Closing the word gap – introducing a whole school approach

Sarah Eggleton: Following on from my previous two posts regarding developing a consistent approach to closing the word gap in the English classroom, I’m pleased to share how we moved from English to a whole school approach to explicit vocabulary teaching.

Experience has taught me that when moving to implement a Literacy strategy the overwhelming response is usually that it is the job of the English staff to make sure students can read and write and not a whole school issue. Furthermore, time constraints set against a content heavy curriculum mean that staff feel they do not have time to ‘add in’ another element that is perceived to take them away from their beloved subject. In addition, there is sometimes a reluctance to take part in literacy initiatives due to underconfidence and lack of knowledge in staff themselves.

Whole school training

Therefore, when delivering staff training, communicating the rationale and moral imperative for the strategy is vital to gaining staff buy in. Luckily the research behind the word gap and movement towards explicit vocabulary teaching nationally supports staff to have a greater understanding of the need to address the issue at a whole school level. However, throughout this blog I’ll endeavor to provide a few ideas for how to overcome the barriers that may be encountered and a simple stepped approach to starting to address the vocabulary gap. 

We started with whole school training sessions (designated time slots as part of directed time) exploring rationale and the moral imperative for teaching vocabulary. We focused on explaining the impact of the vocabulary gap; how this might look for different students through their behaviour, their written work or response to texts read in class. We explored the ways in which the word gap might present as a barrier to learning and suggested simple approaches for helping students to access vocabulary such as glossaries in the back of exercise books, explanations rather than definitions etc. 

We then gave this around three months to bed in to see how different subjects might find their own ways to address the vocabulary gap. Some subjects, such as PE, really honed in on command words and their meaning, others, such as Maths worked on subject terminology: we shared and celebrated this good practice in morning briefings. Unfortunately not all departments used this opportunity to trial teaching vocabulary in different ways that worked for them and as expected the impact was patchy, working for some students but not all, happening in some subjects but not others – we knew this would be the case but felt autonomy was an important part of the buy in process.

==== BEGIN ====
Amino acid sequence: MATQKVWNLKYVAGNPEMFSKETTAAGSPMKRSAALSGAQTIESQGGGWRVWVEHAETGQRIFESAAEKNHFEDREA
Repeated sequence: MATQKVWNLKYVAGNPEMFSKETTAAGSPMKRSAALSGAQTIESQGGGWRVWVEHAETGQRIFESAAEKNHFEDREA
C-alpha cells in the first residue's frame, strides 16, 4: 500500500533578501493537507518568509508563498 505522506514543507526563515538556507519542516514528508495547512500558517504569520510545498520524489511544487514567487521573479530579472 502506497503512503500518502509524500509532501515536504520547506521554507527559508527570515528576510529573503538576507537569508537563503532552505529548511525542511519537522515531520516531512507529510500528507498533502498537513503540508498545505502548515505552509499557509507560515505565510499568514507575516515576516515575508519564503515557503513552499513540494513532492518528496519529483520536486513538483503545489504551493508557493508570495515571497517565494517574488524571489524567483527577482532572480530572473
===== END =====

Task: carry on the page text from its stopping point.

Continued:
Key words in the classroom

To refine this further we developed a requirement and expectation that all lessons would display and use key words. Staff were required to write down the key words on a separate key word whiteboard and ensure students understood the key words and could use them in their learning – verbally or as part of an answer etc. There was a further training session on this and the ways in which activities such as ‘do nows’ at the start of lessons could be utilised to encourage engagement with vocabulary. 

At this point we started to define the difference between the types of words that could be used – explaining the difference between command words, tier three – subject specific language and tier 2 – high frequency words. This classification of words frustrated and confused staff who lacked confidence, so we focused on command words and subject specific terminology as this was something they felt more comfortable with. We modelled how learning objectives, success criteria and key words were linked and how this should be made explicit to students via teacher talk or student led activities such as card sorts etc. At this point staff had free reign over what words they could choose as key words and were only required to explicitly reference the vocabulary with the aim of including activities when appropriate. This meant the issues of timing in lessons etc were minimal as it was part of the teaching when communicating learning objectives etc. 

Following this training we conducted learning walks and student and staff voice to help us evaluate the impact. Where staff weren’t using key words as explicitly we gave them time to observe colleagues who were. Over time (around a term) we saw an increase in the amount of staff using the key words boards and communicating explicitly with students about the key words. Student voice showed an increased awareness of key words and staff voice confirmed staff were aware of the importance and impact explicit vocabulary teaching could have. 

At this point we had achieved:

  • A consistent profile of vocabulary in classrooms
  • Staff understanding of the need for vocabulary in classrooms
  • Pockets of good practice
  • Improved student awareness of vocabulary they needed for their learning

What we still needed to achieve:

  • Explicit teaching of vocabulary – not just activities or references to it 
  • A better understanding for staff of Tier 2 vocabulary across the school and how it can benefit every subject
  • Students who knew they were learning new words, how to use them and how to apply that learning independently when they came across words on their own

It appeared we were ready for phase two…

Sarah Eggleton is Assistant Headteacher and Head of English at Stretford High School.

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